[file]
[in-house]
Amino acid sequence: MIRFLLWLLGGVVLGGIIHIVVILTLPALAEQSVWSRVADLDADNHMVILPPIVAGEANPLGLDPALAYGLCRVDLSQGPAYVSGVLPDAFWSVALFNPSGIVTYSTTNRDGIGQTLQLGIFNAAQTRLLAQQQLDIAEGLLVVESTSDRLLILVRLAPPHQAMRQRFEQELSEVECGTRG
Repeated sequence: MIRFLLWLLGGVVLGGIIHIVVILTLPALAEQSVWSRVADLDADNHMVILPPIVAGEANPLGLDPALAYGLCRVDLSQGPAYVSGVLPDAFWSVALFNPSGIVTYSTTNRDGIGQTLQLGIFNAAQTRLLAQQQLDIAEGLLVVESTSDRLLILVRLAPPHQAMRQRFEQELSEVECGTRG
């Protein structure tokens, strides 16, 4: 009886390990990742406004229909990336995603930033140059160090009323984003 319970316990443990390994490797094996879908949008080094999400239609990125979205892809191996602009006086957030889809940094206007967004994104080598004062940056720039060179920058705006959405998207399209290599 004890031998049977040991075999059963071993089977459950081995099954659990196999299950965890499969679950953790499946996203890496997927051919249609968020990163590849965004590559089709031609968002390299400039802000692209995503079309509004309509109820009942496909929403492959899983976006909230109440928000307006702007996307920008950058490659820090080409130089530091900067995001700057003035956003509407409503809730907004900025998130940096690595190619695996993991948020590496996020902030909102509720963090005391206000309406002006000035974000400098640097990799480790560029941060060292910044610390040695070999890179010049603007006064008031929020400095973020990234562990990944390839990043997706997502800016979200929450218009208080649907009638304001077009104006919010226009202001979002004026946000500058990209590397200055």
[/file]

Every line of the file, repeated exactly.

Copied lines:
[in-house]
Amino acid sequence: MIRFLLWLLGGVVLGGIIHIVVILTLPALAEQSVWSRVADLDADNHMVILPPIVAGEANPLGLDPALAYGLCRVDLSQGPAYVSGVLPDAFWSVALFNPSGIVTYSTTNRDGIGQTLQLGIFNAAQTRLLAQQQLDIAEGLLVVESTSDRLLILVRLAPPHQAMRQRFEQELSEVECGTRG
Repeated sequence: MIRFLLWLLGGVVLGGIIHIVVILTLPALAEQSVWSRVADLDADNHMVILPPIVAGEANPLGLDPALAYGLCRVDLSQGPAYVSGVLPDAFWSVALFNPSGIVTYSTTNRDGIGQTLQLGIFNAAQTRLLAQQQLDIAEGLLVVESTSDRLLILVRLAPPHQAMRQRFEQELSEVECGTRG
């Protein structure tokens, strides 16, 4: 009886390990990742406004229909990336995603930033140059160090009323984003 319970316990443990390994490797094996879908949008080094999400239609990125979205892809191996602009006086957030889809940094206007967004994104080598004062940056720039060179920058705006959405998207399209290599 004890031998049977040991075999059963071993089977459950081995099954659990196999299950965890499969679950953790499946996203890496997927051919249609968020990163590849965004590559089709031609968002390299400039802000692209995503079309509004309509109820009942496909929403492959899983976006909230109440928000307006702007996307920008950058490659820090080409130089530091900067995001700057003035956003509407409503809730907004900025998130940096690595190619695996993991948020590496996020902030909102509720963090005391206000309406002006000035974000400098640097990799480790560029941060060292910044610390040695070999890179010049603007006064008031929020400095973020990234562990990944390839990043997706997502800016979200929450218009208080649907009638304001077009104006919010226009202001979002004026946000500058990209590397200055």